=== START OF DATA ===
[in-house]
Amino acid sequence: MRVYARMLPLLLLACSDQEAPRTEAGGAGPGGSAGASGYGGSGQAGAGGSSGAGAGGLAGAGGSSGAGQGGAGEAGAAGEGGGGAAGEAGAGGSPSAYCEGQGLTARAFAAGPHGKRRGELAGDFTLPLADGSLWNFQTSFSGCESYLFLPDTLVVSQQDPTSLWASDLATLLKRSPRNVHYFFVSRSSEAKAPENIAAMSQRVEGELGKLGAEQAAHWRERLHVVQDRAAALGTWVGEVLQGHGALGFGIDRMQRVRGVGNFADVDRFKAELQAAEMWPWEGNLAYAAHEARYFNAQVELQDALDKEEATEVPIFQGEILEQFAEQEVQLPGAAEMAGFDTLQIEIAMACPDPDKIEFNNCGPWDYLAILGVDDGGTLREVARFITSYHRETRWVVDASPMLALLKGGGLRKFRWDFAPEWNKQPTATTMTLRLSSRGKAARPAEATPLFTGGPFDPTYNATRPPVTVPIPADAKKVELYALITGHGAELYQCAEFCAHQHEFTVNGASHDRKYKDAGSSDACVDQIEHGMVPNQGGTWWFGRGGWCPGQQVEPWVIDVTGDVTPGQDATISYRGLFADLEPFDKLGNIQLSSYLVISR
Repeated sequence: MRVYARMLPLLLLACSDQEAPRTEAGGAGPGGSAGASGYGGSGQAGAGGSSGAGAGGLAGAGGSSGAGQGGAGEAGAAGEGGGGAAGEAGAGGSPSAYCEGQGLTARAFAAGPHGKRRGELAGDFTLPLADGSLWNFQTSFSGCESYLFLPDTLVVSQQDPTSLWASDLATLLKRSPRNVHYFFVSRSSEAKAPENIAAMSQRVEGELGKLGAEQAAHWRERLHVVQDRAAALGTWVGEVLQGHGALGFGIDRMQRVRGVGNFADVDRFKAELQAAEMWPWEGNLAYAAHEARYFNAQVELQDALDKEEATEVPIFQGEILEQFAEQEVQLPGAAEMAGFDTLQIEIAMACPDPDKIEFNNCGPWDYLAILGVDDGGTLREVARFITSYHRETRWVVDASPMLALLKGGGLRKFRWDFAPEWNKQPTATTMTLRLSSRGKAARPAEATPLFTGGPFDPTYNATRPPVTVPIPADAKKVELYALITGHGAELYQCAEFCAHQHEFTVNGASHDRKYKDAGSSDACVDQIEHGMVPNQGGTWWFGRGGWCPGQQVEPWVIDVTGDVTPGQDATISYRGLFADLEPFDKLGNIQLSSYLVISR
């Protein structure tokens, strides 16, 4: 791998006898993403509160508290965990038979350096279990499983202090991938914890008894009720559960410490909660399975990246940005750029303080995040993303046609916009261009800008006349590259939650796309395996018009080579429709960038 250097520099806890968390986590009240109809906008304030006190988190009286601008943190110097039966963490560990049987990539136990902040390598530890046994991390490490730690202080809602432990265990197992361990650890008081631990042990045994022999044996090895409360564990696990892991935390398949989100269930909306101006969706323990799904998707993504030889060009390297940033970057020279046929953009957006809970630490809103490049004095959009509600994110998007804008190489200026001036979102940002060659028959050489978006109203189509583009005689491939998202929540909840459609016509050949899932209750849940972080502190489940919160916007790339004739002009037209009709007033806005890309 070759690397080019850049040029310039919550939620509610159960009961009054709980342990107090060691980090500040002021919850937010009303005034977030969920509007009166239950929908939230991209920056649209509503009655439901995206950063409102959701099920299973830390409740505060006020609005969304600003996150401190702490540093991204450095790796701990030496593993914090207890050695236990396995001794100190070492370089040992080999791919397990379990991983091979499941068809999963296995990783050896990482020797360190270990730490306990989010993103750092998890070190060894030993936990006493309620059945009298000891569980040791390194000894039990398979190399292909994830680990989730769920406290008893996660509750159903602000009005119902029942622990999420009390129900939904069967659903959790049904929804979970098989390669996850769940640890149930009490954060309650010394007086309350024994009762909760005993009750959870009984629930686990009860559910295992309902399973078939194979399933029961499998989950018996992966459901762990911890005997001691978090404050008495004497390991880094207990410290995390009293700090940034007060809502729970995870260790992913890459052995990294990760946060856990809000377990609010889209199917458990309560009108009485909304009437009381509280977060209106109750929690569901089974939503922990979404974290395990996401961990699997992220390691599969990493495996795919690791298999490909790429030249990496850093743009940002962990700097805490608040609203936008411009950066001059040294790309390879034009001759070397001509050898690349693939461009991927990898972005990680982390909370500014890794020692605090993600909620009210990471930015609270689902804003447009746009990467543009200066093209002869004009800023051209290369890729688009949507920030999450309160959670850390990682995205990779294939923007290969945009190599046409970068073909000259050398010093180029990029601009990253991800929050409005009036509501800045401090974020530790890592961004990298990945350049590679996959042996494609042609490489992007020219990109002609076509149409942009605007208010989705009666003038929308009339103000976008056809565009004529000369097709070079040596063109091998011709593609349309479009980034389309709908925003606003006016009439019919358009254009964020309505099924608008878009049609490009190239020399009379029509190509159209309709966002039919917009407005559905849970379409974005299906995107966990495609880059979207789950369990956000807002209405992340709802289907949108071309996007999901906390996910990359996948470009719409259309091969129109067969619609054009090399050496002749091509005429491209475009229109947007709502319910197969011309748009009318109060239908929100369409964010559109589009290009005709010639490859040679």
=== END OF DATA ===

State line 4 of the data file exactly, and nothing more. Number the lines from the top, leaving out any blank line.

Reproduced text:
């Protein structure tokens, strides 16, 4: 791998006898993403509160508290965990038979350096279990499983202090991938914890008894009720559960410490909660399975990246940005750029303080995040993303046609916009261009800008006349590259939650796309395996018009080579429709960038 250097520099806890968390986590009240109809906008304030006190988190009286601008943190110097039966963490560990049987990539136990902040390598530890046994991390490490730690202080809602432990265990197992361990650890008081631990042990045994022999044996090895409360564990696990892991935390398949989100269930909306101006969706323990799904998707993504030889060009390297940033970057020279046929953009957006809970630490809103490049004095959009509600994110998007804008190489200026001036979102940002060659028959050489978006109203189509583009005689491939998202929540909840459609016509050949899932209750849940972080502190489940919160916007790339004739002009037209009709007033806005890309 070759690397080019850049040029310039919550939620509610159960009961009054709980342990107090060691980090500040002021919850937010009303005034977030969920509007009166239950929908939230991209920056649209509503009655439901995206950063409102959701099920299973830390409740505060006020609005969304600003996150401190702490540093991204450095790796701990030496593993914090207890050695236990396995001794100190070492370089040992080999791919397990379990991983091979499941068809999963296995990783050896990482020797360190270990730490306990989010993103750092998890070190060894030993936990006493309620059945009298000891569980040791390194000894039990398979190399292909994830680990989730769920406290008893996660509750159903602000009005119902029942622990999420009390129900939904069967659903959790049904929804979970098989390669996850769940640890149930009490954060309650010394007086309350024994009762909760005993009750959870009984629930686990009860559910295992309902399973078939194979399933029961499998989950018996992966459901762990911890005997001691978090404050008495004497390991880094207990410290995390009293700090940034007060809502729970995870260790992913890459052995990294990760946060856990809000377990609010889209199917458990309560009108009485909304009437009381509280977060209106109750929690569901089974939503922990979404974290395990996401961990699997992220390691599969990493495996795919690791298999490909790429030249990496850093743009940002962990700097805490608040609203936008411009950066001059040294790309390879034009001759070397001509050898690349693939461009991927990898972005990680982390909370500014890794020692605090993600909620009210990471930015609270689902804003447009746009990467543009200066093209002869004009800023051209290369890729688009949507920030999450309160959670850390990682995205990779294939923007290969945009190599046409970068073909000259050398010093180029990029601009990253991800929050409005009036509501800045401090974020530790890592961004990298990945350049590679996959042996494609042609490489992007020219990109002609076509149409942009605007208010989705009666003038929308009339103000976008056809565009004529000369097709070079040596063109091998011709593609349309479009980034389309709908925003606003006016009439019919358009254009964020309505099924608008878009049609490009190239020399009379029509190509159209309709966002039919917009407005559905849970379409974005299906995107966990495609880059979207789950369990956000807002209405992340709802289907949108071309996007999901906390996910990359996948470009719409259309091969129109067969619609054009090399050496002749091509005429491209475009229109947007709502319910197969011309748009009318109060239908929100369409964010559109589009290009005709010639490859040679």